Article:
Different fuel and vehicle technologies will be required for a successful and sustainable transition to a low-carbon future, and how the transport sector evolves amid growing global demand for energy will have a significant impact on efforts to address climate change, indicates energy giant Shell UK country chairperson Sinead Lynch.
In this vein, biofuel made partly from waste coffee grounds holds much potential for implementation in the local transport sector, she indicates.
As reported by Engineering News last month, the biofuel, called B20, is currently being used to fuel buses in London. It is the collaborative result of Shell and clean technology company bio-bean, which forms part of Shell’s #makethefuture energy relay. This initiative supports entrepreneurs by turning “bright” energy innovations into a positive impact for communities globally.
In collaboration with its fuel partner Argent Energy, bio-bean works to process coffee oil – extracted from dried, processed coffee grounds – into a blended B20 biofuel, comprising a 20% biocomponent, which contains part coffee oil, and is suitable for any B20-compatible engine.
“Owing to Shell’s support, bio-bean and Argent Energy have produced 6 000 ℓ of coffee oil, which, if it were to make a pure blend, would be enough to produce 30 000 ℓ of B20. This is about the equivalent of the fuel consumption of a London bus for one year,” notes Lynch.
The biofuel is being added to the London bus fuel supply chain and will help to power some of the buses without the need for modification.
While the biofuel has been supplied to integrated transport authority Transport for London (TFL) by bio-bean and Shell, Lynch indicates that the day-to-day running of all buses and routes will remain within TFL’s ambit of control.
The ongoing partnership with Shell is assisting bio-bean in realising its ambition of helping to power cities using coffee-derived fuel, reducing carbon dioxide (CO2) emissions and enabling the public and businesses to view waste as a valuable resource, enthuses Lynch.
She extols that this biofuel solution can contribute to meeting ever-increasing transport needs and, in a country like South Africa, which is heavily reliant on transport, this solution also presents an environment-friendly alternative.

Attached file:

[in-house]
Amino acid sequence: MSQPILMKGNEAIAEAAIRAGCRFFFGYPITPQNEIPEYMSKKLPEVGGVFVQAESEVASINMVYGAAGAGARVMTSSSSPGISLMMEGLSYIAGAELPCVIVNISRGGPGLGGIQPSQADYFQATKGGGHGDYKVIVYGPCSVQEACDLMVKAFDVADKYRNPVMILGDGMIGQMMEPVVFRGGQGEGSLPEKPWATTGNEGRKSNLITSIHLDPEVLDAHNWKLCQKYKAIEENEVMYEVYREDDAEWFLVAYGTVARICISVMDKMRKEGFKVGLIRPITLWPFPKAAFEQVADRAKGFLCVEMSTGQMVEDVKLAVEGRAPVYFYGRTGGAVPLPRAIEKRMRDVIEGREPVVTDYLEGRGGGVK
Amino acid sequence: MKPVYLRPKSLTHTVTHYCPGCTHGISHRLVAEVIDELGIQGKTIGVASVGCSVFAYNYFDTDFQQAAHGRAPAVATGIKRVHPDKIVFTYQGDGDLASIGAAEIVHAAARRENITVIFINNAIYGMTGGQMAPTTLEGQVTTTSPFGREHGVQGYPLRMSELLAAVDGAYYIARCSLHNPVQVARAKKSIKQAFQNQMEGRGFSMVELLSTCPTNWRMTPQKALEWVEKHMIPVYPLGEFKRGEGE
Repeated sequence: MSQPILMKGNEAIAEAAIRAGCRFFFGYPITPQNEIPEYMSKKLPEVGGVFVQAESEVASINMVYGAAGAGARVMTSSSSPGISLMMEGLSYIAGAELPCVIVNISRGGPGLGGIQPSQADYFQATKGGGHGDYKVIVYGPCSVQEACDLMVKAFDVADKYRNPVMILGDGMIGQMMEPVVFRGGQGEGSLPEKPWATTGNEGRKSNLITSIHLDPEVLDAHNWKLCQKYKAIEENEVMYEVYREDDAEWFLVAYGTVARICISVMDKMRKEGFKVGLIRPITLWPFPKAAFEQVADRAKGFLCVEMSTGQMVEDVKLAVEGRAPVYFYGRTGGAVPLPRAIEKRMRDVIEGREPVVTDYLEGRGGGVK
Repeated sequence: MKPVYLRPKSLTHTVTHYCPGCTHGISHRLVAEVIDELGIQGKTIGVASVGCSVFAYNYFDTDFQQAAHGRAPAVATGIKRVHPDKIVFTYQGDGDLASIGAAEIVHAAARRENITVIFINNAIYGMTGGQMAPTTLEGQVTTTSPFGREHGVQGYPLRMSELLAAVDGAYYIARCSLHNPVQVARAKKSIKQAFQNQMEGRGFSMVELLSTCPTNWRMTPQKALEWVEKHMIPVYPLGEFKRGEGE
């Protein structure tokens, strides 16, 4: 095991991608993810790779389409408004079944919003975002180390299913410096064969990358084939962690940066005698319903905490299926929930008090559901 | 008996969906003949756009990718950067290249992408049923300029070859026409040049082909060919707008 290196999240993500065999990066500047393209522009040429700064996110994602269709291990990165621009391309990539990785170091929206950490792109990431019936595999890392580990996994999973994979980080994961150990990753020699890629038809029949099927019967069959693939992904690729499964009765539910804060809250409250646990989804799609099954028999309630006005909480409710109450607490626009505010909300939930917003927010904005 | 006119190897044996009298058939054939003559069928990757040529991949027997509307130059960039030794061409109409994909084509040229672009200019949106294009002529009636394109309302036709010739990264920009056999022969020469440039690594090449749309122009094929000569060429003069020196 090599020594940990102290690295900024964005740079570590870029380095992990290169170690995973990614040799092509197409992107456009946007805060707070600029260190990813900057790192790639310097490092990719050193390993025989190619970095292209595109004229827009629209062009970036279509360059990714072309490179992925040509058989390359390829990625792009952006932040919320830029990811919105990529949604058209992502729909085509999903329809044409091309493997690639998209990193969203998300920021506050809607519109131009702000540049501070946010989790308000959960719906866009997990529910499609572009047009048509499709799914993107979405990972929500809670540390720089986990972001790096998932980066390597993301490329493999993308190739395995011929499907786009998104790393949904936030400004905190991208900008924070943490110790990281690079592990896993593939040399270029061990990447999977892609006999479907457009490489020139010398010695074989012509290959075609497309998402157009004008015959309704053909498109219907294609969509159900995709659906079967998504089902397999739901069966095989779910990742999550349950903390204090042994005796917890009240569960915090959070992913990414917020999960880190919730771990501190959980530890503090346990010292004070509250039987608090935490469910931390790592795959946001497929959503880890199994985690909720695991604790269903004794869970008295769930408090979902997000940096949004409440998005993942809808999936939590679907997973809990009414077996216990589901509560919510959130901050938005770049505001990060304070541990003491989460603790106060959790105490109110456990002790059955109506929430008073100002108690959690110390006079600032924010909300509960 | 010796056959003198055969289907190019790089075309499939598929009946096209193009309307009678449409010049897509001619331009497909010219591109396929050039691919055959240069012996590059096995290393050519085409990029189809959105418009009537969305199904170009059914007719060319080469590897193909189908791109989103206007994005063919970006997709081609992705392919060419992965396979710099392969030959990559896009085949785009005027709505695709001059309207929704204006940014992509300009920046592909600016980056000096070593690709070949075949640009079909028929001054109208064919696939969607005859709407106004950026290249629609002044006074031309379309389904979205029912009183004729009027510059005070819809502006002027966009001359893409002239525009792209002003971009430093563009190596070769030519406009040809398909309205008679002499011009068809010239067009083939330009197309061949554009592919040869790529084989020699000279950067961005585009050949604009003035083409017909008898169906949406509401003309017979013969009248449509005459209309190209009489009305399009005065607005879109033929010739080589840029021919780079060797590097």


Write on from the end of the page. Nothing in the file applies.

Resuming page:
“In South Africa, the potential for this solution is immense, given the more than three-billion cups of coffee that are consumed yearly. By rethinking our approach to waste, we can create smarter global cities and a brighter future for everyone.”
Lynch expounds that with regard to transport – which today accounts for about one quarter of the world’s total energy use and one fifth of global energy-related CO2 emissions – different types of vehicles and journeys have different requirements. Therefore, in order to meet these requirements, she emphasises that all forms of energy sources will be needed to help meet the growing demand for mobility while also helping to address CO2 emissions and air pollution.
“The need for a mosaic of fuel options to help meet demand in a low-carbon world means that Shell is committed to supporting and investing in alternative fuels.”
In this vein, Lynch elaborates that this biofuel offers environmental benefits over mineral diesel, and that using a renewable bio-blend instead of pure mineral diesel presents the first benefit.
She highlights a TFL 2015 policy document, which outlined the environmental benefits of using a biodiesel produced from waste oil. The results found a decrease in CO2 and particulate matter, as biodiesel has a positive effect on net CO2 emissions, owing to vegetable oil being renewable.
Also, the fact that it is waste oil being recycled means it is 85% more carbon efficient, compared with standard diesel. She notes that a B20 blend achieves a 10% to 15% CO2 reduction over standard diesel.
The second benefit is that this ensures less waste to landfill, as the coffee waste can be reused, she adds.
Lynch explains that biofuels are renewable-liquid transport fuels, which can be made from a broad range of biomass feedstocks. “Second-generation advanced biofuels, including those using coffee oil, use new technologies and processes and sustainable feedstocks, which can improve biofuels’ sustainability performance and offer greater CO2 reductions, compared with first-generation biofuels or mineral diesel.”
Shell is one of the largest blenders and distributers of biofuels globally, with the company having used about 9.5-billion litres of biofuels in the petrol and diesel it sold in 2016, Lynch highlights.